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How ‘The Devil and Miss Jones’ Disguises Class Politics as Screwball Comedy

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Beyond the Classics is a bi-weekly column in which Emily Kubincanek highlights lesser-known old movies and examines what makes them memorable. In this installment, she highlights The Devil and Miss Jones.

Jean Arthur and Charles Coburn were no strangers to playing relatable every-American type characters in their Classic Hollywood era careers. In Mr. Smith Goes to Washington and The Talk of the Town, Arthur embodies the wholesome working girl that Hollywood wanted to appeal to. Coburn’s upper and upper-middle-class gentlemen in movies like Heaven Can Wait portrayed an ideal for audiences to aspire to in capitalist society. Their personas were wholesome representations of the time their movies were made. One film outside of their classic filmography challenged their reputations and made for a fascinating movie, however. The Devil and Miss Jones uses their lighthearted characters to positively portray union activists and the working class struggle within a seemingly lighthearted comedy.

In this 1941 screwball comedy, Coburn stars as J.P. Merrick. a disgruntled, entitled tycoon hellbent on suppressing union organization in one of his many businesses, Neeley’s Department Store. After a group of employees hangs a Merrick dummy in protest, he decides to infiltrate their group and eradicate every employee who wants to organize. Since Merrick is so removed from the lives of his workers, no one recognizes him. He soon finds that the employees behind the strikes and protests are not the volatile agitators he thinks they will be. Miss Jones, played by Arthur, welcomes him into her and her boyfriend’s group of working-class activists with more understanding and compassion than Merrick expects. His contempt for the lower class starts to erode the more time he spends with them and he starts to see the benefits of their cause.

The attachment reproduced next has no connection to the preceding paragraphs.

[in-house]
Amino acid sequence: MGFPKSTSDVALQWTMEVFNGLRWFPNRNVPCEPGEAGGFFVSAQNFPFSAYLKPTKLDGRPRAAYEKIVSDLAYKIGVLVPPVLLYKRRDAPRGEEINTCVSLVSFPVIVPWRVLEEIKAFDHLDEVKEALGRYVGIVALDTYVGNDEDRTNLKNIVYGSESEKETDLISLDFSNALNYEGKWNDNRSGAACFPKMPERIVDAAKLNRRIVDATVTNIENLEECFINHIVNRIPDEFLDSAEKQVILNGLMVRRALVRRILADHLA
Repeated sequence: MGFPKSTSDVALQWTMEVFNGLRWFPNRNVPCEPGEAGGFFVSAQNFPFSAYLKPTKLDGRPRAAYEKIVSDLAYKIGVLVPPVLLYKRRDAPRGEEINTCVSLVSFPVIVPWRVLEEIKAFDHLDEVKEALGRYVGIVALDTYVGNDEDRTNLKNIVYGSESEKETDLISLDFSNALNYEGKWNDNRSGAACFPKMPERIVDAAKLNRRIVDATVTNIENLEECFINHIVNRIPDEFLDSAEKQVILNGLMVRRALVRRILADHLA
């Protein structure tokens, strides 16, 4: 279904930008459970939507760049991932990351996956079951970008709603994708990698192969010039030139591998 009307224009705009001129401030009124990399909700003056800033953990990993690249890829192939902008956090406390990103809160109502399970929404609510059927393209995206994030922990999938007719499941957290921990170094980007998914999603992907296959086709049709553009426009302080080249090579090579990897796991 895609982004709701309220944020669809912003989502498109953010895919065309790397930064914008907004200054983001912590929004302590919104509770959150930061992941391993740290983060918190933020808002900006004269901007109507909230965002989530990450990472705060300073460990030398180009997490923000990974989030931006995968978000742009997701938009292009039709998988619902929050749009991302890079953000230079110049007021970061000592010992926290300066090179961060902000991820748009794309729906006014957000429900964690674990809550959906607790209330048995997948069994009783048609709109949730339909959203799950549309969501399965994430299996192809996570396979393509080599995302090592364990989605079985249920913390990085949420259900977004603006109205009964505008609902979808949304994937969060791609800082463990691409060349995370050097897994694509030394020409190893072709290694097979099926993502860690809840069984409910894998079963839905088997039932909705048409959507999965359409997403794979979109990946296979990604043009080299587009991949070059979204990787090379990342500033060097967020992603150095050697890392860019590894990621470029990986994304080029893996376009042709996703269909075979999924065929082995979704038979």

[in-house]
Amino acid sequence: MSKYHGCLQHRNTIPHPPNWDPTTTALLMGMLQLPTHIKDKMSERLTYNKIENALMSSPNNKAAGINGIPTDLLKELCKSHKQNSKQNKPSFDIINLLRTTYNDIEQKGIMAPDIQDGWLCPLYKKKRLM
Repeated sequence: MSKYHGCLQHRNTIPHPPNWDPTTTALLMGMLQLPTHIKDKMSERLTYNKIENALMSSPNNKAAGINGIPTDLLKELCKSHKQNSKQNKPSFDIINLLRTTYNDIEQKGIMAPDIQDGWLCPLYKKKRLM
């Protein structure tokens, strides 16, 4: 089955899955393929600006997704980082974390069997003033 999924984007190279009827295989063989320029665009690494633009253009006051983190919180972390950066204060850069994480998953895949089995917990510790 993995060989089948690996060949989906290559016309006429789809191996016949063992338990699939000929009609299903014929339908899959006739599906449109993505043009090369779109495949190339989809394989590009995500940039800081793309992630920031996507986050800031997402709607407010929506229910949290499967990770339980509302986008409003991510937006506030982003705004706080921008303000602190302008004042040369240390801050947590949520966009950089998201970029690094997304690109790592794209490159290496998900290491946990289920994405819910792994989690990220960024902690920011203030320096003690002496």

Films depicting labor strikes and union disputes were uncommon during Hollywood’s studio era, specifically during and after the Great Depression. In their quest to be neutral, Hollywood took a stance against any aspect of American society that challenged the status quo and tried to keep such controversial issues out of the movies. There are a handful of depictions of working-class activists in social-problem melodramas from the 1930s and 1940s, but........

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